Ashkenazi

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Related to Ashkenazim: Mizrahi Jews

Ash·ke·naz·i

 (äsh′kə-nä′zē)
n. pl. Ash·ke·naz·im (-năz′ĭm, -nä′zĭm)
A member of the branch of European Jews, historically Yiddish-speaking, who settled in central and eastern Europe.

[Medieval Hebrew 'aškənāzî, from 'aškənaz, Germany, adoption of Hebrew 'aškənaz, name of one of Noah's grandsons and of a neighboring people, perhaps alteration of earlier *'aškûz, Scythians; akin to Akkadian ašguzai, iškuzai, from Old Persian Saka-, Skūča-.]

Ash′ke·naz′ic (-nä′zĭk) adj.

Ashkenazi

(ˌæʃkəˈnɑːzɪ)
n, pl -zim (-zɪm)
1. (Peoples) (modifier) of or relating to the Jews of Germany and E Europe
2. (Peoples) a Jew of German or E European descent
3. (Languages) the pronunciation of Hebrew used by these Jews
[C19: Late Hebrew, from Hebrew Ashkenaz, the son of Gomer (Genesis 10:3; I Chronicles 1:6), a descendant of Noah through Japheth, and hence taken to be identified with the ancient Ascanians of Phrygia and, in the medieval period, the Germans]

Ash•ke•naz•i

(ˌɑʃ kəˈnɑ zi)

n., pl. -naz•im (-ˈnɑ zɪm)
a Jew of central or E European origin or ancestry; a member of one of the two main branches of world Jewry distinguished from each other by liturgy, ritual, and pronunciation of Hebrew. Compare Sephardi.
[1830–40; < post-Biblical Hebrew ashkənazzīm, pl. of ashkənazzī <ashkənaz medieval Hebrew name for Germany]
Ash`ke•naz′ic, adj.
ThesaurusAntonymsRelated WordsSynonymsLegend:
Noun1.Ashkenazi - a Jew of eastern European or German descentAshkenazi - a Jew of eastern European or German descent
Jew, Hebrew, Israelite - a person belonging to the worldwide group claiming descent from Jacob (or converted to it) and connected by cultural or religious ties
Translations

Ashkenazi

[ˌæʃkəˈnɑːzɪ]
A. ADJaskenazí
B. N (Ashkenazim (pl)) [ˌæʃkəˈnɑːzɪm]askenazí mf
References in periodicals archive ?
This meant dress like Ashkenazim, pray in the Ashkenazic style, and follow Ashkenazic customs.
In order to obtain their findings, the researchers analyzed the genomes of 128 Ashkenazi Jews, and then marked the contrast between those of European non-Jews, to discover what genetic traits Ashkenazim possess that made them unique.
On the basis of such notions, many Ashkenazim see little or no reason to visit the place.
There are (1) the old Ashkenazim (Jews of European origin); (2) the Oriental (or "Sephardi") Jews; (3) the religious (partly Ashkenazi, partly Oriental); (4) the "Russians", immigrants from all the countries of the former Soviet union; and (5) the Palestinian-Arab citizens, who did not come from anywhere.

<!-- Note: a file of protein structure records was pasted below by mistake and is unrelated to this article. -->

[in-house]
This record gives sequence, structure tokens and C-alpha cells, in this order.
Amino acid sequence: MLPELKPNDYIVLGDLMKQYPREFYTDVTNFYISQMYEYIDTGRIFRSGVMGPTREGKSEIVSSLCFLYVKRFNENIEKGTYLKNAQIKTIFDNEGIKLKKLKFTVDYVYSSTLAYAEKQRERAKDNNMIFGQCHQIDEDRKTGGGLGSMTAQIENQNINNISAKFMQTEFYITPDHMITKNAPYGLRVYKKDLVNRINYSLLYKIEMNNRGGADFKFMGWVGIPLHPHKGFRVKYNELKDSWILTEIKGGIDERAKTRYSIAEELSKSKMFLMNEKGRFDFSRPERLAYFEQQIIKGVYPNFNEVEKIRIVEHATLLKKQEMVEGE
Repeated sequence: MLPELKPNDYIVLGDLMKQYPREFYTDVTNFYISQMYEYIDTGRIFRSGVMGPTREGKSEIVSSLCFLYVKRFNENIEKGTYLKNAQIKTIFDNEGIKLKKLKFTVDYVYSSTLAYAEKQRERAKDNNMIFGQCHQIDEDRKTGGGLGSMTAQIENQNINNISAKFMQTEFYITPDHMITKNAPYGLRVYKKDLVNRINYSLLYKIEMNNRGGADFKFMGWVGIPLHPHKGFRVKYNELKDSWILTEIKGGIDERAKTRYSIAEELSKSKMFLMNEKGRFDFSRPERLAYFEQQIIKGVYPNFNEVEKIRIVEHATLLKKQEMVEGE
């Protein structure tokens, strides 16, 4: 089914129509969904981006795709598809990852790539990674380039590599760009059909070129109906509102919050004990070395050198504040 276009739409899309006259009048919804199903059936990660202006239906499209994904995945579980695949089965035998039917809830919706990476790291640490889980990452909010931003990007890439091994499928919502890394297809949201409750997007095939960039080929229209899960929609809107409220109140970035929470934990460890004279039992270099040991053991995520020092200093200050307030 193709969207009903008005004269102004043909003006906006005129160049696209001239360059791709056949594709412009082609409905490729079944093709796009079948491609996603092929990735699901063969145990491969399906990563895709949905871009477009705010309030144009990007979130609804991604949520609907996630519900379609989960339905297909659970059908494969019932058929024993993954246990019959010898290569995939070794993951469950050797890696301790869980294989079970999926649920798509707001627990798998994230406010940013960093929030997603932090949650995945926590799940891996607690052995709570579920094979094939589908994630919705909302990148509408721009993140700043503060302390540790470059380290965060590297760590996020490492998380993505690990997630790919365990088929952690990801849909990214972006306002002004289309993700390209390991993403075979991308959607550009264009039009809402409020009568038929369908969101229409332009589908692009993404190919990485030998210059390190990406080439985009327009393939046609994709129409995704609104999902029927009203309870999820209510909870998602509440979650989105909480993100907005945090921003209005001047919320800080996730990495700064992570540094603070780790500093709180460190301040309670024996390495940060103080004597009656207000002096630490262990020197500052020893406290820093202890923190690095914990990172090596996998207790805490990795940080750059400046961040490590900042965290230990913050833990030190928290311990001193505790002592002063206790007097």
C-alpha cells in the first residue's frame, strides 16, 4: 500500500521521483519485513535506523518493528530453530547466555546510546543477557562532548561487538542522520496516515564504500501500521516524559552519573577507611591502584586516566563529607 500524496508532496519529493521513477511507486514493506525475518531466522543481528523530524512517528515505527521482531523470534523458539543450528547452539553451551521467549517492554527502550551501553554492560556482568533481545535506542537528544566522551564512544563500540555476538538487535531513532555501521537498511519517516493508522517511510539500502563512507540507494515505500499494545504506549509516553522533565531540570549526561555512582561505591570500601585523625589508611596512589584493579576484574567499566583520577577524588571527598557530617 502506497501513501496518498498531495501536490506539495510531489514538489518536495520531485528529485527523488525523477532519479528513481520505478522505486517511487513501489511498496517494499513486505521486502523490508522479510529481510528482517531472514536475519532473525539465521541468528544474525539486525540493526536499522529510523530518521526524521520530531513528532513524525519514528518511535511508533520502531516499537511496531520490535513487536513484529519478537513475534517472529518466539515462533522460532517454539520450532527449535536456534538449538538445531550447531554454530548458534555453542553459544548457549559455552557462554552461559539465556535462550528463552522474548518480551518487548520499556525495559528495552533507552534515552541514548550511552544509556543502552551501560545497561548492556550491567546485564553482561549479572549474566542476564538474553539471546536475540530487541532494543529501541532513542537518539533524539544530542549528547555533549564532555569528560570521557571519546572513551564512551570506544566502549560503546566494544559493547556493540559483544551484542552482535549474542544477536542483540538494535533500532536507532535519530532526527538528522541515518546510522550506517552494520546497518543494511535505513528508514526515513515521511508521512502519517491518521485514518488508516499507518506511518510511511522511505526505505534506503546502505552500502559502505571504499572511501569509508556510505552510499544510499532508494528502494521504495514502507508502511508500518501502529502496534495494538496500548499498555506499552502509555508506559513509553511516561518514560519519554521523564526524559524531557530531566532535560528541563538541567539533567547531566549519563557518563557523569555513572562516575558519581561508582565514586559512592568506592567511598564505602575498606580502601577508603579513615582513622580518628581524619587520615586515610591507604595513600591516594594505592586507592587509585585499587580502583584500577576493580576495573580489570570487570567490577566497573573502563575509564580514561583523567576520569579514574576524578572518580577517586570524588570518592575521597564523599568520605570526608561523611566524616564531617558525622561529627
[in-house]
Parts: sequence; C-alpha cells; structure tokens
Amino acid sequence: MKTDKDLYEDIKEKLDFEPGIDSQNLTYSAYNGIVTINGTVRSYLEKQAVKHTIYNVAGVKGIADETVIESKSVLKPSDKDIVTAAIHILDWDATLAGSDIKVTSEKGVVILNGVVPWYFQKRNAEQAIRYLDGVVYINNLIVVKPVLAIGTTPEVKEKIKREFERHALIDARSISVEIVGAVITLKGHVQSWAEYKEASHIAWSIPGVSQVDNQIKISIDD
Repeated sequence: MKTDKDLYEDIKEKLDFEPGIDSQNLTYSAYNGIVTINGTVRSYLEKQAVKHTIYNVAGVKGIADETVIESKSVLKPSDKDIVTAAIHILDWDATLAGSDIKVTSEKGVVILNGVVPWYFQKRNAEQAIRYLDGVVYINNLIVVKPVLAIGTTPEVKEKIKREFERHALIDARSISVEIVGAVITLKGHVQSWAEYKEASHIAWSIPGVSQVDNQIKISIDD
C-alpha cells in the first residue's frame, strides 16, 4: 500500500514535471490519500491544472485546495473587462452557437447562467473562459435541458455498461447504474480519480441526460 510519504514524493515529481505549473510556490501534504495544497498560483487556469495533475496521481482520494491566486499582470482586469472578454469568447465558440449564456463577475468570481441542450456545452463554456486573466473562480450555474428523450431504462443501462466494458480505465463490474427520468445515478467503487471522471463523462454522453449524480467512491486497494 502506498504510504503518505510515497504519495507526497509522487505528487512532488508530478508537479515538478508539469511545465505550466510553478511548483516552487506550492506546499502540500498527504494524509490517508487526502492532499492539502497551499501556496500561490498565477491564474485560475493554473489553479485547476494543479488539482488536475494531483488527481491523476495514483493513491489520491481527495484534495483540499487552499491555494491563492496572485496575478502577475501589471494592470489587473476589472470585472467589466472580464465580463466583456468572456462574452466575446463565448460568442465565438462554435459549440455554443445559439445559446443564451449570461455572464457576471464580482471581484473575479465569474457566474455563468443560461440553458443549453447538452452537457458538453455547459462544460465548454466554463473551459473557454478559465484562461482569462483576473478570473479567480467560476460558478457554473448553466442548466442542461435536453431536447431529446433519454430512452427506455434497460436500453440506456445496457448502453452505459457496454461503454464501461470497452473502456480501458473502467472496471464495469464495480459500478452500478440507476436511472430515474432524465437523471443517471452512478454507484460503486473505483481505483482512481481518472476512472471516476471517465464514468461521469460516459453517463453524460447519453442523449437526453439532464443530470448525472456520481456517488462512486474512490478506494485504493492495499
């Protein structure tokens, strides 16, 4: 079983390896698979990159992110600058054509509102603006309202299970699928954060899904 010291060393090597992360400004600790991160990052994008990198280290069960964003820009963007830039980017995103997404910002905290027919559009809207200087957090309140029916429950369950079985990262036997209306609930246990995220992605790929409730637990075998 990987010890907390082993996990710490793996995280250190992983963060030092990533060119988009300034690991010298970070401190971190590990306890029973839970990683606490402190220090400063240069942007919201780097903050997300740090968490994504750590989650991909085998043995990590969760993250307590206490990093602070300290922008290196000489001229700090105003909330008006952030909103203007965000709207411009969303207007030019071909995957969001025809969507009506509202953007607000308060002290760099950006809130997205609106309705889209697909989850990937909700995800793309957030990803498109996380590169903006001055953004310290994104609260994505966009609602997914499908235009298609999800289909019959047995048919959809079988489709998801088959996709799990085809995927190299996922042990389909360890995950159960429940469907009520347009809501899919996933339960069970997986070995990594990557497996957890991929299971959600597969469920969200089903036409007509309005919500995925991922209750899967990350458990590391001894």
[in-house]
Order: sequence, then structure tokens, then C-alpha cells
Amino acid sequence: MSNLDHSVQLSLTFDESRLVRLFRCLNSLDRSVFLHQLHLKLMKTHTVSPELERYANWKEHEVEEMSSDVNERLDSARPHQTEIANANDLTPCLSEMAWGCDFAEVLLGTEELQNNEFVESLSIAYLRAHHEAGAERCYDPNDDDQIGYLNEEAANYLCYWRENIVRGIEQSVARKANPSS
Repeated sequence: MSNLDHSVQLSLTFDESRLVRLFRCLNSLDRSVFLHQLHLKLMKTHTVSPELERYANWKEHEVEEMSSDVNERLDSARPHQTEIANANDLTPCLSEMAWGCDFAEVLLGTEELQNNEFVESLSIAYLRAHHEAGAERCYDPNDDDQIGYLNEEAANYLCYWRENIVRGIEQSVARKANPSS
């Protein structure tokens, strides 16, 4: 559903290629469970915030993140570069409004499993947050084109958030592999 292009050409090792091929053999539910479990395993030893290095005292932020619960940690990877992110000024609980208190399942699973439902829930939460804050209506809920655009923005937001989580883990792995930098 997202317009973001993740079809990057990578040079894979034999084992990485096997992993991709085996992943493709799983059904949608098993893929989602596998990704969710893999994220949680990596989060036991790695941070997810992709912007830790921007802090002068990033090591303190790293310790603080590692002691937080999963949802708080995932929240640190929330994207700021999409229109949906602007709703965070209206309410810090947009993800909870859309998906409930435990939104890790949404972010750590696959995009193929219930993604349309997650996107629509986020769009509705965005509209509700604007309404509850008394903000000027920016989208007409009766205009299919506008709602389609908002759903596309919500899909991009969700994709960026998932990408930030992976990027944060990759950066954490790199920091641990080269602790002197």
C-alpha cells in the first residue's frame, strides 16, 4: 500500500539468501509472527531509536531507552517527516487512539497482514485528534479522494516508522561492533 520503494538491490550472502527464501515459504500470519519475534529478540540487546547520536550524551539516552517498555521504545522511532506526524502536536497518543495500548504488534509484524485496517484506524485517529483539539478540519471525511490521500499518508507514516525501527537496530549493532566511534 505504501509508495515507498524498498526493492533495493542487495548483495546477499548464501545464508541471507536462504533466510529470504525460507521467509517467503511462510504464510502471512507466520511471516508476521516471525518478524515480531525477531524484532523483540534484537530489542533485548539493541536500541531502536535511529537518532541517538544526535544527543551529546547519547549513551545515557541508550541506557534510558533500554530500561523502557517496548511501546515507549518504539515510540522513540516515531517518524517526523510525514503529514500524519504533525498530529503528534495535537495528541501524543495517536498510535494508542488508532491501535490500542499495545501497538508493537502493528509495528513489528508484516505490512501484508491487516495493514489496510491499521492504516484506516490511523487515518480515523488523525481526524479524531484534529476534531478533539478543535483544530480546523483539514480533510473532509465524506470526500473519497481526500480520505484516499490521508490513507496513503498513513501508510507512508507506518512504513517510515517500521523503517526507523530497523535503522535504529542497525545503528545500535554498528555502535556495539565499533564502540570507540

These three clusters arose by a splintering of Jewish populations in the initial phases of the Diaspora, showed low levels of admixture with non-Jewish populations of the host countries, and indicated some degree of contact between members of these subclusters, e.g., considerably similar genomic signatures were noted between Ashkenazim and Sefardim (Behar 2010).
between Mizrahim and Ashkenazim and featured a Mizrahi character in the
The irony is that this narrative is the handicraft of fellow Jews, Ashkenazim oblivious to the Sephardic presence.
His rubbish about Ashkenazim not being Jews beggars belief as this is the collective term for all Jews of European origin, so his suggestion that "the Israelis attacking Gaza are not Jews and have no right to be in Palestine" is a complete joke.
The scientists also asked those providing the DNA samples whether they were Ashkenazim or Sephardim.
A third principle of division within Jewish schools, one that traverses all three sub-systems, is that between "regular" pupils, most of whom are Ashkenazim, and pupils defined as "in need of special nurturing," most of whom are Mizrahim.
It was only after the Six-Day War that the relationship between Ashkenazim (Jews of European origin) and Sephardim (Jews mostly from the Middle East) exploded into open struggle.
all four [genetic clusters studied for men] most likely arose in the Near East and were markers of a migration to Europe of people ancestral to the Ashkenazim."